Debate: What is the origin of “buckaroo”? OED Editor responds
We (unintentionally) started a debate about the origin of the word “buckaroo” with our quiz Can you speak American? last week. Richard Bailey, author of Speaking American, argues that it comes from the West African language Efik. Here OED editor Dr. Katrin Thier argues that the origin isn’t quite so clear.
By Dr. Katrin Thier
The origin of the word buckaroo is difficult to establish and is still a matter of debate. In the sense ‘cowboy’ it first appears in the early 19th century, written bakhara in the earliest source currently known to us, but used alongside other words of clearly Spanish origin. Later variants include baccaro, buccahro, and buckhara. On the face of it, a derivation from Spanish vaquero ‘cowboy’ looks likely, especially as the initial sound of the Spanish word is essentially the same as b- in English. The stress of the English word was apparently originally on the second syllable, as in Spanish, and only shifted to the final syllable later.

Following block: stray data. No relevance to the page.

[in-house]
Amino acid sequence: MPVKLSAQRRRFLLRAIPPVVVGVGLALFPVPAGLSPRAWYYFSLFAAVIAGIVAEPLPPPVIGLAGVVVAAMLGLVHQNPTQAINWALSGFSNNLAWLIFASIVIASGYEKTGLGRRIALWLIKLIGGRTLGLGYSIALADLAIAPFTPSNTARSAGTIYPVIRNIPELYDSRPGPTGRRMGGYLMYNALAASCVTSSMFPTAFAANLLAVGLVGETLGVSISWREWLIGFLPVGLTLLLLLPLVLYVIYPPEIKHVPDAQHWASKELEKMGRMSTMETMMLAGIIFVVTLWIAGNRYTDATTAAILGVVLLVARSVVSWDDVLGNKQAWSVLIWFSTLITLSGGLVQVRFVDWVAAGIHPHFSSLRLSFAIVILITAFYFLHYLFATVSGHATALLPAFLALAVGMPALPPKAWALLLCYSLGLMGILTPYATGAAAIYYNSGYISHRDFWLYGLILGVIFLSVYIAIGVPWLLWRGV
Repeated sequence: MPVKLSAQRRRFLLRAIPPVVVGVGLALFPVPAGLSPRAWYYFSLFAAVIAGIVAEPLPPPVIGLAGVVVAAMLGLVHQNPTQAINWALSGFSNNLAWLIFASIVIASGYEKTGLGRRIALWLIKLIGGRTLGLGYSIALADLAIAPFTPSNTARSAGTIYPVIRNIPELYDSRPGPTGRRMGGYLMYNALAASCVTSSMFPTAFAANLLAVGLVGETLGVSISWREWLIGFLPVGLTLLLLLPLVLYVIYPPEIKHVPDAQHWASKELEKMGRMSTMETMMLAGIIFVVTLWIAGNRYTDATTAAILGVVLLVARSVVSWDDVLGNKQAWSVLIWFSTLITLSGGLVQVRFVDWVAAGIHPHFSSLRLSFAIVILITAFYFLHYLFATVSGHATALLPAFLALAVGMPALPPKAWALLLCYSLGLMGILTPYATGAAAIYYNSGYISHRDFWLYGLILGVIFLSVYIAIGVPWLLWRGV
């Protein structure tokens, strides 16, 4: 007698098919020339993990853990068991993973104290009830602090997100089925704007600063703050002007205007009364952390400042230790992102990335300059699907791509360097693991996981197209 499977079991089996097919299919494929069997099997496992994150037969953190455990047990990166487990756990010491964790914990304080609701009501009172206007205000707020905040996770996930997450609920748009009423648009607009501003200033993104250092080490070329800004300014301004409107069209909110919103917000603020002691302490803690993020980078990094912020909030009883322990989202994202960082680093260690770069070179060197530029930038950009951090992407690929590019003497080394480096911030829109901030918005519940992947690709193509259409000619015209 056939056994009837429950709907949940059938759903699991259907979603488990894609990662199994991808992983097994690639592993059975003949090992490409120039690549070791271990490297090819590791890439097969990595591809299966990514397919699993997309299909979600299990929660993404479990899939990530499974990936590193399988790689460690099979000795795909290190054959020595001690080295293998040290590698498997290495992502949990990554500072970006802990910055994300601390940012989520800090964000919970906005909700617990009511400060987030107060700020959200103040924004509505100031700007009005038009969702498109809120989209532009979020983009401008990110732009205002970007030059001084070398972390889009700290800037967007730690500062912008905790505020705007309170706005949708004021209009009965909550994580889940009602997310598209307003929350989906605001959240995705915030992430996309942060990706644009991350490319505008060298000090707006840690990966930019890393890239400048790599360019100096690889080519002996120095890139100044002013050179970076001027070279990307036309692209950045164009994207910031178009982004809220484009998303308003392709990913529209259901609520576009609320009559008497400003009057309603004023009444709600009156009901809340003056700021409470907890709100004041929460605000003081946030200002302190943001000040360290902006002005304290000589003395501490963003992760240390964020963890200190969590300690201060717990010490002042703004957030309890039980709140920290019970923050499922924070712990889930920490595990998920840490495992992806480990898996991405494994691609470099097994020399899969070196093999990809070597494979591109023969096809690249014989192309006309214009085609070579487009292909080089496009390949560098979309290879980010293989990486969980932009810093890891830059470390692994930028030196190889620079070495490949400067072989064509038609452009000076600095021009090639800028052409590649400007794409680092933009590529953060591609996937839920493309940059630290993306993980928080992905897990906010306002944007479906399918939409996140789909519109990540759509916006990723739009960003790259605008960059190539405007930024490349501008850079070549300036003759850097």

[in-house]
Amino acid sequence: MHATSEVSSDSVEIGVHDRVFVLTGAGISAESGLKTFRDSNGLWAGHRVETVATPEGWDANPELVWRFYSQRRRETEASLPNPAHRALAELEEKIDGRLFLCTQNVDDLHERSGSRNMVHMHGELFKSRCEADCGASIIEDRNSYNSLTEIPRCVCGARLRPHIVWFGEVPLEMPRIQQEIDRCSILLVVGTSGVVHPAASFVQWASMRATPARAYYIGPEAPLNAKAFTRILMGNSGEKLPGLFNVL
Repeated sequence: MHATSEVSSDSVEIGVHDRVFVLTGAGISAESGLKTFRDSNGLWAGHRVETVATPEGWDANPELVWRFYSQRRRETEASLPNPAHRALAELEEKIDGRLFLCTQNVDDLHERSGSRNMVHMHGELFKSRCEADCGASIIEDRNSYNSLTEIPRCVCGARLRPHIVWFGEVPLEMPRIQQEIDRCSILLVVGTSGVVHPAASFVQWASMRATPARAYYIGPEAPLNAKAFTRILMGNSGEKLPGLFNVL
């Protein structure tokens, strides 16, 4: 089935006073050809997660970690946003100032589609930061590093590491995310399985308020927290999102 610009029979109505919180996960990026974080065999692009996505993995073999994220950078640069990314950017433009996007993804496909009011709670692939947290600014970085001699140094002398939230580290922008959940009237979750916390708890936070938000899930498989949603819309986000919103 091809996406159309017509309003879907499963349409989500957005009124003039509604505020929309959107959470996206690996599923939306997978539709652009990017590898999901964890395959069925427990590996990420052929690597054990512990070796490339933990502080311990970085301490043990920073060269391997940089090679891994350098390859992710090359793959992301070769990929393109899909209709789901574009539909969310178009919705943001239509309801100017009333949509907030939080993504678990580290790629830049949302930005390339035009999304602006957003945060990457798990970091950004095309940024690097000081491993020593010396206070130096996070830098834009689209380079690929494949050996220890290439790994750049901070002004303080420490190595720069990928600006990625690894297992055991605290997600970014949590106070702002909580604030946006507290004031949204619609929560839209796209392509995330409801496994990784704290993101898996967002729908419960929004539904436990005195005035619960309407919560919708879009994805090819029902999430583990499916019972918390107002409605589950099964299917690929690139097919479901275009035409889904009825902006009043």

However, there is evidence from the Caribbean for a number of very similar and much earlier forms, such as bacchararo (1684), bockorau (1737), and backaroes (1740, plural), used by people of African descent to denote white people. This word then spreads from the Caribbean islands to the south of the North American continent. From the end of the 18th century, it is often contracted and now usually appears as buckra or backra, but trisyllablic forms such as buckera still occur in the 19th century. This word was brought from Africa and derives from the trisyllabic Efik word mbakára ‘white man, European’. Efik is a (non-Bantu) Niger-Congo language spoken around Calabar, a former slave port in what is now southern Nigeria.
Given the multi-ethnic and multilingual make-up of the south of the United States, it seems conceivable that similar words of different origin could meet and interact, influencing each other to generate new forms and meanings. However, a number of difficulties remain in explaining the change of sense and also the varying stress pattern if the word of Efik origin is assumed to be the sole origin of buckaroo ‘cowboy’.
This is a word that we look forward very much to researching in detail for the new edition of the Oxford English Dictionary currently in progress. We would welcome any earlier examples of the word in the meaning ‘cowboy’, if any readers know of any.
Dr. Katrin Thier is Senior Etymology Editor at the Oxford English Dictionary.